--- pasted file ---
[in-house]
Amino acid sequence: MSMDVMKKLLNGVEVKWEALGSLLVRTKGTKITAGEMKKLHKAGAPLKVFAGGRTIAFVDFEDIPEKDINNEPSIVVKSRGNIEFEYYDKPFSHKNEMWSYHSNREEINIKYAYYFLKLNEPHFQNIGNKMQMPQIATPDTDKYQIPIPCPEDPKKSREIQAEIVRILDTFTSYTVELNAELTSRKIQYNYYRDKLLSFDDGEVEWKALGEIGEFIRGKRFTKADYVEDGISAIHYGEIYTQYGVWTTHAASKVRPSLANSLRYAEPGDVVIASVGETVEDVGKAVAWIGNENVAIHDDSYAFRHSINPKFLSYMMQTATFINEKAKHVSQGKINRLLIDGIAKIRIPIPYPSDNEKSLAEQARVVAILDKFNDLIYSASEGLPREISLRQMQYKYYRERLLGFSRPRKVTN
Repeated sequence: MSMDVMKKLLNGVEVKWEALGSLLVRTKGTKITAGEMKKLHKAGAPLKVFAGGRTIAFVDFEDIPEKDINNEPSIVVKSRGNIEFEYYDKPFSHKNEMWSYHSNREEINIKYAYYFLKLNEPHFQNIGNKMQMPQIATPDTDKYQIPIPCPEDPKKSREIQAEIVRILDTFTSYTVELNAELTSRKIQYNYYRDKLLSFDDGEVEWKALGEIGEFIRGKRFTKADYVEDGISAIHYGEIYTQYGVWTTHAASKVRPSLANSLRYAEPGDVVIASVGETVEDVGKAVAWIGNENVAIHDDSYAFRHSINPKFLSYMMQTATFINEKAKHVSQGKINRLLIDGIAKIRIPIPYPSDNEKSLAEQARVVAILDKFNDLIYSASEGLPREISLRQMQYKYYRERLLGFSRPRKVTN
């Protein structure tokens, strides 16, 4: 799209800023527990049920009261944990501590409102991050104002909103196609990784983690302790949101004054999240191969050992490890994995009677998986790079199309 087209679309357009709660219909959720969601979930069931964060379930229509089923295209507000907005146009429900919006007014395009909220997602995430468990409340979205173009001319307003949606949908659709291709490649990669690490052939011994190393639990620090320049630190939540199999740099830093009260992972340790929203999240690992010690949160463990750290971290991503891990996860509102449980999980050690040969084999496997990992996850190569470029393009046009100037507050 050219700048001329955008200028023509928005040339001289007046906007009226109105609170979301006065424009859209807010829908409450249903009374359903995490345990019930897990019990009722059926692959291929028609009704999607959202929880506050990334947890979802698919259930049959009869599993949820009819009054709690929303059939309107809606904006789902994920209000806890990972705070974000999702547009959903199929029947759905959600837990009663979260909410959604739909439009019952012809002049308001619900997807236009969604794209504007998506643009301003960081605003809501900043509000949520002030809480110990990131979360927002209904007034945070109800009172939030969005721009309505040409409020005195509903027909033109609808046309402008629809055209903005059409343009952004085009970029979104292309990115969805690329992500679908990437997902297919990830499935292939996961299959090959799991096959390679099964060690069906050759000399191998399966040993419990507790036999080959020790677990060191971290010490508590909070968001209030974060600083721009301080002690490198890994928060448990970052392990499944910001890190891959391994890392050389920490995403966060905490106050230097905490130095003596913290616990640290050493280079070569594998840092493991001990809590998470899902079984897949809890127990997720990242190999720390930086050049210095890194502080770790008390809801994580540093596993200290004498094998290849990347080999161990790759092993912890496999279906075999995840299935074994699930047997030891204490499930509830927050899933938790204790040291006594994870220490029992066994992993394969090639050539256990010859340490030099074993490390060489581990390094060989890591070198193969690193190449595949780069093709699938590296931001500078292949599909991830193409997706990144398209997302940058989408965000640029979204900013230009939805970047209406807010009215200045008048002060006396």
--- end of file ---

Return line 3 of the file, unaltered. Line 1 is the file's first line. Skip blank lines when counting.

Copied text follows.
Repeated sequence: MSMDVMKKLLNGVEVKWEALGSLLVRTKGTKITAGEMKKLHKAGAPLKVFAGGRTIAFVDFEDIPEKDINNEPSIVVKSRGNIEFEYYDKPFSHKNEMWSYHSNREEINIKYAYYFLKLNEPHFQNIGNKMQMPQIATPDTDKYQIPIPCPEDPKKSREIQAEIVRILDTFTSYTVELNAELTSRKIQYNYYRDKLLSFDDGEVEWKALGEIGEFIRGKRFTKADYVEDGISAIHYGEIYTQYGVWTTHAASKVRPSLANSLRYAEPGDVVIASVGETVEDVGKAVAWIGNENVAIHDDSYAFRHSINPKFLSYMMQTATFINEKAKHVSQGKINRLLIDGIAKIRIPIPYPSDNEKSLAEQARVVAILDKFNDLIYSASEGLPREISLRQMQYKYYRERLLGFSRPRKVTN